A Classmate Remembers Kathleen Ann Goonan

A Classmate Remembers Kathleen Ann Goonan
Beverly Suarez-Beard

Kathleen Ann Goonan (CW ’88) died on January 28, 2021, at the age of 68. She was the award-winning author of more than forty short stories and seven novels. Her first novel, Queen City Jazz (1994), a New York Times Notable Book, was short-listed for the British Science Fiction Association Award. Her novel In War Times (2007) won the Campbell Memorial Award and was the American Library Associations Best SF Novel of 2007. Three of her works earned Nebula Award nominations. She returned to Clarion West as an instructor in 2003 and taught at Georgia Tech for the better part of a decade, starting in 2010.


Kathy was thirty-six, on the cusp of breaking in as a published author when she attended Clarion West ’88. You could see the kind of writer she would become — the passion for looking behind things instead of just at the surface, the curiosity, the elegance of the prose. I didnt know her well, not yet. There wasnt much time to get to know her at Clarion West, because she had to leave mid-session. But I did know that she was kind and down-to-earth, that her critiques were invariably helpful and constructive, that she had a beautiful laugh.

Later I got to know her much better. We corresponded. I brought my infant son to her house in Lakeland, Florida, for our first post-Clarion visit. I met her at WorldCon, visited her and her husband Joseph several times at their house in the Smoky Mountains. You could talk about so many things with Kathy: birds and politics, science and books, flowers and pets, music and cooking, education and art. She was generous and funny, wise and kind. I cannot remember ever hearing her say anything unkind about anyone. She loved children and was fascinated by child development and education (she was a Montessori teacher and had had her own school) and particularly by children who perceived differently. She saw possibility where others see disability — this was also true in the way she saw the world. She was fascinated by the physics of consciousness and enjoyed discussing the books of Roger Penrose. She had a workshop on the top of the small mountain where they lived where she painted in watercolors. She planted flowers. Read constantly. Never stopped learning. Throughout her life, she traveled extensively and even wrote travel articles; she was the person to ask if you were writing about an exotic place. As a teacher (she taught at Georgia Tech for several years, as well as at Clarion West), she was devoted and conscientious, and when critiquing, she phrased her suggestions and criticisms in the nicest possible way, especially when she had to say something difficult. She was a thoughtful friend.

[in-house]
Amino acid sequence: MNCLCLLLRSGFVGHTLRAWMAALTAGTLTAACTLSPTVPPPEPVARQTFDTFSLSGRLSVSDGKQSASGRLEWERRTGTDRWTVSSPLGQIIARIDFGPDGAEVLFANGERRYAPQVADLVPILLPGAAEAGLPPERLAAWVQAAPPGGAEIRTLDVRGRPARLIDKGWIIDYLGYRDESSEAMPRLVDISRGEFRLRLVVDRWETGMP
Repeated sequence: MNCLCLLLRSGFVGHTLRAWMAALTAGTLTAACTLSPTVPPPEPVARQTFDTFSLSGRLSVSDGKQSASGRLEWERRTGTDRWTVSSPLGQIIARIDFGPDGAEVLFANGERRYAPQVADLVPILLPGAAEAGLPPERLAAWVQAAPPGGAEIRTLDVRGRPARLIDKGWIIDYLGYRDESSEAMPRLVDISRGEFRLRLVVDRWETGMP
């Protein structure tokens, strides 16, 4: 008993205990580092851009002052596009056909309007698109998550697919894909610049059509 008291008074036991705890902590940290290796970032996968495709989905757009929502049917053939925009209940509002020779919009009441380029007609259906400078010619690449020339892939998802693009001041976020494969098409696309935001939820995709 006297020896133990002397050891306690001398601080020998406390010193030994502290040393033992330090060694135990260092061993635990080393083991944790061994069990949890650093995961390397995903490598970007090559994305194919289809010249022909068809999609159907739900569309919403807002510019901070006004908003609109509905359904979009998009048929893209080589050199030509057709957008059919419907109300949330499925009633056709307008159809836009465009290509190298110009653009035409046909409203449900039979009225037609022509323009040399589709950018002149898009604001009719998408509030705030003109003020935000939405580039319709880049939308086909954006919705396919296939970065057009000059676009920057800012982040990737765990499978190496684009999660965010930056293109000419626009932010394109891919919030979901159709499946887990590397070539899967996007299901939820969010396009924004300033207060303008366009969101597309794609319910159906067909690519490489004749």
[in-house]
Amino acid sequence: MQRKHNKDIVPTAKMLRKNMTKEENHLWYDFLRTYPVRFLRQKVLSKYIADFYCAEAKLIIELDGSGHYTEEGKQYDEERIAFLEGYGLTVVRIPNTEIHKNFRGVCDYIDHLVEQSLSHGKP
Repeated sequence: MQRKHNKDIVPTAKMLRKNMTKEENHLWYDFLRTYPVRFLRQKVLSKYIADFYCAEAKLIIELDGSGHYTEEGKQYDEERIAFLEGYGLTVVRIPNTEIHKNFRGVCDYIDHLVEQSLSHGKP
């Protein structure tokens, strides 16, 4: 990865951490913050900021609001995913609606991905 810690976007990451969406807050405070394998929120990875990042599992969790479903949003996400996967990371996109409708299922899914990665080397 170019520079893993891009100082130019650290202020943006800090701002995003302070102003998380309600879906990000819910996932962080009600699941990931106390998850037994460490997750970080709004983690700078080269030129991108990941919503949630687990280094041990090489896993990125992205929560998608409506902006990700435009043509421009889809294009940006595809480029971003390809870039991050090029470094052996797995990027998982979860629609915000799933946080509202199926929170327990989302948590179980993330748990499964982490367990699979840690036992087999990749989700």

So much about Kathy is revealed in her work. Her books are atmospheric and layered. Sometimes theyre historical (The Bones of TimeIn War TimesThis Shared Dream), sometimes renditions of a future of hopeful and terrible beauty (The Nanotech Quartet). Her more recent short fiction shows her optimism, her love of music, her belief in the abilities of unusual children. Theres quantum physics in her work, and her beloved Hawaii, and almost always the opportunity to change.

During our last visit, we sat on a mountaintop with pets and friends and family and painted in the watercolors that Kathy had brought while we waited for darkness to fall in mid-afternoon. There was a sense of wonder. An awesome hush. The eclipse was total, but — to our surprise — the light never completely went out. Neither will Kathys, so long as there are people to read her books and people to remember. Well miss you, Kathy.

virtual Memorial Service will be held on Sunday, March 7, at 3pm EST.  To register for the Memorial, please go to:  https://bit.ly/3q1RO39.

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